Trinity Mirror’s Fulham and Hammersmith Chronicle has stepped up its campaign against its local council’s publishing strategy with the launch of an outdoor advertising campaign.
- November 7, 2017
- September 7, 2017
- June 15, 2017
The regional publisher will, for two weeks, run a campaign at 48 key sites around the borough, it said today, in protest against the existence of H&F News, a free fortnightly paper published by Hammersmith & Fulham Council.
Launching its campaign last week, the Trinity Mirror-run paper ran a front page slash complaining at the ‘cost and threat to democracy this [existence of H&F News] poses to the borough’s residents, local businesses and politicians.”
Speaking to Press Gazette this morning, Simon Jones, head of communications with Hammersmith & Fulham Council, said it was ‘surprised’by the sudden attack against the council freesheet, which is delivered to 75,000 homes in the borough each fortnight.
He said: ‘Our view is that Trinity Mirror had shown no sign of investing in journalism or interest in our area in about ten yearsâ€¦we do find it strange.”
Jones said H&F News was switched from a monthly to a fortnightly title last May to ‘fill the communication void’created in the borough by Trinity Mirror.
Jones said he welcomed the move by Trinity Mirror to take its paper free, as it would reach more local residents, but said H&F News had gone fortnightly as the readership Trinity Mirror delivered in a borough of 175,000 residents ‘wasn’t good enough for us”.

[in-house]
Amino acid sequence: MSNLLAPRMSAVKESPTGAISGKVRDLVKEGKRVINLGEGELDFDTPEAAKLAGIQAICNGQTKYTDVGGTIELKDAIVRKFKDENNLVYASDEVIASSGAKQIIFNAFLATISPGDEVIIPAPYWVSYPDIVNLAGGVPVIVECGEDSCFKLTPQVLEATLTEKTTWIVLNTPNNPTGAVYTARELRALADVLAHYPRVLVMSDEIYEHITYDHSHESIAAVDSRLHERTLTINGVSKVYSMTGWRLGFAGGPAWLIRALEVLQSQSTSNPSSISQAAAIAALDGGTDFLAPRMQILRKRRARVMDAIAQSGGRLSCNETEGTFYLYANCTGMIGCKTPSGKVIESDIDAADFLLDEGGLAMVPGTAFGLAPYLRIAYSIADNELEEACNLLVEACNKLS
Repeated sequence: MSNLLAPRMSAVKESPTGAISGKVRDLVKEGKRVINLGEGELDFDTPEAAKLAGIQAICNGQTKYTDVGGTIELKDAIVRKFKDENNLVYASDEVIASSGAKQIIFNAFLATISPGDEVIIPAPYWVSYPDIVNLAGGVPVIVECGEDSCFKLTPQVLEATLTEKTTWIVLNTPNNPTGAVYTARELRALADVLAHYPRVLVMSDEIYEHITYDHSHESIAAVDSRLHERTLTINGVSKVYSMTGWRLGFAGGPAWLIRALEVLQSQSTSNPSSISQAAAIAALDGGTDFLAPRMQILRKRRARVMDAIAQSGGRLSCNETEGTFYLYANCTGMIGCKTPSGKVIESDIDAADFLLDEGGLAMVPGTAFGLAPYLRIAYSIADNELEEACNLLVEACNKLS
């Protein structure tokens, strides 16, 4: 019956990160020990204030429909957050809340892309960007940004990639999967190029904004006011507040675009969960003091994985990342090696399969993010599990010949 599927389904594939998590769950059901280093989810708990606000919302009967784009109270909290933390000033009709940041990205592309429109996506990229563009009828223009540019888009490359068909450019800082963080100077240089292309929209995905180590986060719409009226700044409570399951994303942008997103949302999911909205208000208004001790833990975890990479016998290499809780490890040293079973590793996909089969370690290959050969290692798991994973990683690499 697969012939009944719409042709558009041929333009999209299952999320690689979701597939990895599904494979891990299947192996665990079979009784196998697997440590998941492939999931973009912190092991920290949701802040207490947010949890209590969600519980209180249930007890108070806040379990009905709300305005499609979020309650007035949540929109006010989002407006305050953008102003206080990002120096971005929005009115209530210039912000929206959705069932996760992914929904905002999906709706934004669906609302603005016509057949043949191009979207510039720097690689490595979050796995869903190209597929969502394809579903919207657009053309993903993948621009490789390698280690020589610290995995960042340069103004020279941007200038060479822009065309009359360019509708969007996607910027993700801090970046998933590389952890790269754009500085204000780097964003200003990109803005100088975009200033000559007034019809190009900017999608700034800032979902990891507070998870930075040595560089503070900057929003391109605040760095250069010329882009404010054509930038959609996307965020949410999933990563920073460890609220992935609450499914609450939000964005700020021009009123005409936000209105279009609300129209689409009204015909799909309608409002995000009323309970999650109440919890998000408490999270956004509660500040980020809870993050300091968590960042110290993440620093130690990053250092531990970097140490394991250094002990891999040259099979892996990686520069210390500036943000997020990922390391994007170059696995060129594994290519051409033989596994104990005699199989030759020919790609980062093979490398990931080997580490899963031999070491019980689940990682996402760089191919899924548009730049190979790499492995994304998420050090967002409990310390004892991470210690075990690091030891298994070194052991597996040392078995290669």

H&F News was ‘well-liked’by residents, he said, and helped reduce the amount spent placing ‘very high cost’public notices in the local papers.
‘Subsidising local papers with enormously high rate [public notices] is not what tax payers want. They want value for money from the council,’he added.
Earlier this year, London councils questioned attacks Trinity Mirror boss Sly Bailey made again council-run newspapers – highlighting how her group prints several of them (H&F News is printed by Archant).
Bailey had told the Guardian that council-run papers were “mini Pravdas”. Trinity Mirror has continued to focus its attack along editorial lines.
Simon Edgley, managing director of Trinity Mirror Southern, said: ‘We have always maintained that while we support the council’s statutory obligation to communicate its activities to residents we don’t believe it should present its views in a way that suggests H&F News is an impartial news observer.
‘The format, content and frequency of the H&F News is quite clearly intended to look and feel like a genuine newspaper, which of course it is not.
‘It is outrageous that the council is using taxpayers’ money to produce a publication that masquerades as a newspaper but which instead produces biased council spin.”
The issue of council-run papers rears its head every couple of months. In January, the Audit Commission found that local authorities were not wasting or misusing public money through the publication of council-run newspapers (Press Gazette pointed out at the time that the issue was going in circles).
But the move failed to draw a line under the subject. Earlier this month, the Scottish parliament dropped plans to shift advertising to the internet and said public notices will continue to be published in local and regional newspapers in Scotland as opposition to the plan had proved too great.